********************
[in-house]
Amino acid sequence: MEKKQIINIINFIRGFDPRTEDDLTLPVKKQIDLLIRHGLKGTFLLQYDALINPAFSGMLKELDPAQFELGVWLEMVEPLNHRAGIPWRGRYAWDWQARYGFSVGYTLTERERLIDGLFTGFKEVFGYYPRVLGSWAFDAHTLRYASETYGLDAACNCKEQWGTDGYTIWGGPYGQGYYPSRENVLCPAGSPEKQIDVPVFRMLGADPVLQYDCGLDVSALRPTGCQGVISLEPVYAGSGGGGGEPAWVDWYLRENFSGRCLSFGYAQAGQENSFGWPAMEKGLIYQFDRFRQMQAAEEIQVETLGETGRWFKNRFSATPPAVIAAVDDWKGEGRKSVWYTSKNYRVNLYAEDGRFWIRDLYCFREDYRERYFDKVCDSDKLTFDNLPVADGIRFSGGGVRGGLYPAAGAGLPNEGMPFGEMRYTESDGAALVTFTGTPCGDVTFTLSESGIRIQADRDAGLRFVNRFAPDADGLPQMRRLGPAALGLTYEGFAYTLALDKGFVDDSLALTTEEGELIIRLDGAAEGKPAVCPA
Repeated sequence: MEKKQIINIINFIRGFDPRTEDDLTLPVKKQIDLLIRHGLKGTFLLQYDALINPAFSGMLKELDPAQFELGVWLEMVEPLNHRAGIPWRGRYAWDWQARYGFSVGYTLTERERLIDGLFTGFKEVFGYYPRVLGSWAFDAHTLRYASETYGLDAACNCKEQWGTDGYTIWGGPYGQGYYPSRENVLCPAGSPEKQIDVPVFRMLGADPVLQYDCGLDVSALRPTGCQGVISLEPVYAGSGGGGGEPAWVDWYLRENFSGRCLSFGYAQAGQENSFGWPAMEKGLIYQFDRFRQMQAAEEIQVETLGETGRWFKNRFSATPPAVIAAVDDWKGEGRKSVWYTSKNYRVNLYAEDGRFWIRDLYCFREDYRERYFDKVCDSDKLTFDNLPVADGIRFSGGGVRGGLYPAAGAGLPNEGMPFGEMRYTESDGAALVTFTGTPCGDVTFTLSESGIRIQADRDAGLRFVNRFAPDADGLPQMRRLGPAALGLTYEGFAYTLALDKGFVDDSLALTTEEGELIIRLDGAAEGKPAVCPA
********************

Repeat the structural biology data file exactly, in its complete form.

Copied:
[in-house]
Amino acid sequence: MEKKQIINIINFIRGFDPRTEDDLTLPVKKQIDLLIRHGLKGTFLLQYDALINPAFSGMLKELDPAQFELGVWLEMVEPLNHRAGIPWRGRYAWDWQARYGFSVGYTLTERERLIDGLFTGFKEVFGYYPRVLGSWAFDAHTLRYASETYGLDAACNCKEQWGTDGYTIWGGPYGQGYYPSRENVLCPAGSPEKQIDVPVFRMLGADPVLQYDCGLDVSALRPTGCQGVISLEPVYAGSGGGGGEPAWVDWYLRENFSGRCLSFGYAQAGQENSFGWPAMEKGLIYQFDRFRQMQAAEEIQVETLGETGRWFKNRFSATPPAVIAAVDDWKGEGRKSVWYTSKNYRVNLYAEDGRFWIRDLYCFREDYRERYFDKVCDSDKLTFDNLPVADGIRFSGGGVRGGLYPAAGAGLPNEGMPFGEMRYTESDGAALVTFTGTPCGDVTFTLSESGIRIQADRDAGLRFVNRFAPDADGLPQMRRLGPAALGLTYEGFAYTLALDKGFVDDSLALTTEEGELIIRLDGAAEGKPAVCPA
Repeated sequence: MEKKQIINIINFIRGFDPRTEDDLTLPVKKQIDLLIRHGLKGTFLLQYDALINPAFSGMLKELDPAQFELGVWLEMVEPLNHRAGIPWRGRYAWDWQARYGFSVGYTLTERERLIDGLFTGFKEVFGYYPRVLGSWAFDAHTLRYASETYGLDAACNCKEQWGTDGYTIWGGPYGQGYYPSRENVLCPAGSPEKQIDVPVFRMLGADPVLQYDCGLDVSALRPTGCQGVISLEPVYAGSGGGGGEPAWVDWYLRENFSGRCLSFGYAQAGQENSFGWPAMEKGLIYQFDRFRQMQAAEEIQVETLGETGRWFKNRFSATPPAVIAAVDDWKGEGRKSVWYTSKNYRVNLYAEDGRFWIRDLYCFREDYRERYFDKVCDSDKLTFDNLPVADGIRFSGGGVRGGLYPAAGAGLPNEGMPFGEMRYTESDGAALVTFTGTPCGDVTFTLSESGIRIQADRDAGLRFVNRFAPDADGLPQMRRLGPAALGLTYEGFAYTLALDKGFVDDSLALTTEEGELIIRLDGAAEGKPAVCPA